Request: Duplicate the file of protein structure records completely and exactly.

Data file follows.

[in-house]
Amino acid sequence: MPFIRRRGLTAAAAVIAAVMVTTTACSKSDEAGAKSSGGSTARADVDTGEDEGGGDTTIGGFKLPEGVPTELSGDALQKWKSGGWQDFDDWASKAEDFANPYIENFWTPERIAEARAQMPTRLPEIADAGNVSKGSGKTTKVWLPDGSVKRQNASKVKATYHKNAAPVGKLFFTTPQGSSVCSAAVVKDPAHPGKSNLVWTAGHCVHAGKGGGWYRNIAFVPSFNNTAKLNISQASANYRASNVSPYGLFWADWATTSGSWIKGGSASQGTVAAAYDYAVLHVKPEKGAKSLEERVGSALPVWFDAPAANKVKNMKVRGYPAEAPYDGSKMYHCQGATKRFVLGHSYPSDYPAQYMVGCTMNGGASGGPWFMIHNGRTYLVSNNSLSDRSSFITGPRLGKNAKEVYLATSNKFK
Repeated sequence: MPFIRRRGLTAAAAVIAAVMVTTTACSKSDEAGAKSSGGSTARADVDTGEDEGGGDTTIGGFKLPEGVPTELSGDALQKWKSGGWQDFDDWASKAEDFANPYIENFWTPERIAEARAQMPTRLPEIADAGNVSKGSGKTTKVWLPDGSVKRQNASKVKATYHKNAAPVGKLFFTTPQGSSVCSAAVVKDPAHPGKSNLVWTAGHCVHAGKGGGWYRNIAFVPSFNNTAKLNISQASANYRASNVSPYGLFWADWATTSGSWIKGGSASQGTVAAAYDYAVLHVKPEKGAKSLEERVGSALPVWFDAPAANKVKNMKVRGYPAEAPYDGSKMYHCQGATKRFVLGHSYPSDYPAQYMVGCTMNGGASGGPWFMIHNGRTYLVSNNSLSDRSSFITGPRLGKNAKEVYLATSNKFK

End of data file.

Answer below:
[in-house]
Amino acid sequence: MPFIRRRGLTAAAAVIAAVMVTTTACSKSDEAGAKSSGGSTARADVDTGEDEGGGDTTIGGFKLPEGVPTELSGDALQKWKSGGWQDFDDWASKAEDFANPYIENFWTPERIAEARAQMPTRLPEIADAGNVSKGSGKTTKVWLPDGSVKRQNASKVKATYHKNAAPVGKLFFTTPQGSSVCSAAVVKDPAHPGKSNLVWTAGHCVHAGKGGGWYRNIAFVPSFNNTAKLNISQASANYRASNVSPYGLFWADWATTSGSWIKGGSASQGTVAAAYDYAVLHVKPEKGAKSLEERVGSALPVWFDAPAANKVKNMKVRGYPAEAPYDGSKMYHCQGATKRFVLGHSYPSDYPAQYMVGCTMNGGASGGPWFMIHNGRTYLVSNNSLSDRSSFITGPRLGKNAKEVYLATSNKFK
Repeated sequence: MPFIRRRGLTAAAAVIAAVMVTTTACSKSDEAGAKSSGGSTARADVDTGEDEGGGDTTIGGFKLPEGVPTELSGDALQKWKSGGWQDFDDWASKAEDFANPYIENFWTPERIAEARAQMPTRLPEIADAGNVSKGSGKTTKVWLPDGSVKRQNASKVKATYHKNAAPVGKLFFTTPQGSSVCSAAVVKDPAHPGKSNLVWTAGHCVHAGKGGGWYRNIAFVPSFNNTAKLNISQASANYRASNVSPYGLFWADWATTSGSWIKGGSASQGTVAAAYDYAVLHVKPEKGAKSLEERVGSALPVWFDAPAANKVKNMKVRGYPAEAPYDGSKMYHCQGATKRFVLGHSYPSDYPAQYMVGCTMNGGASGGPWFMIHNGRTYLVSNNSLSDRSSFITGPRLGKNAKEVYLATSNKFK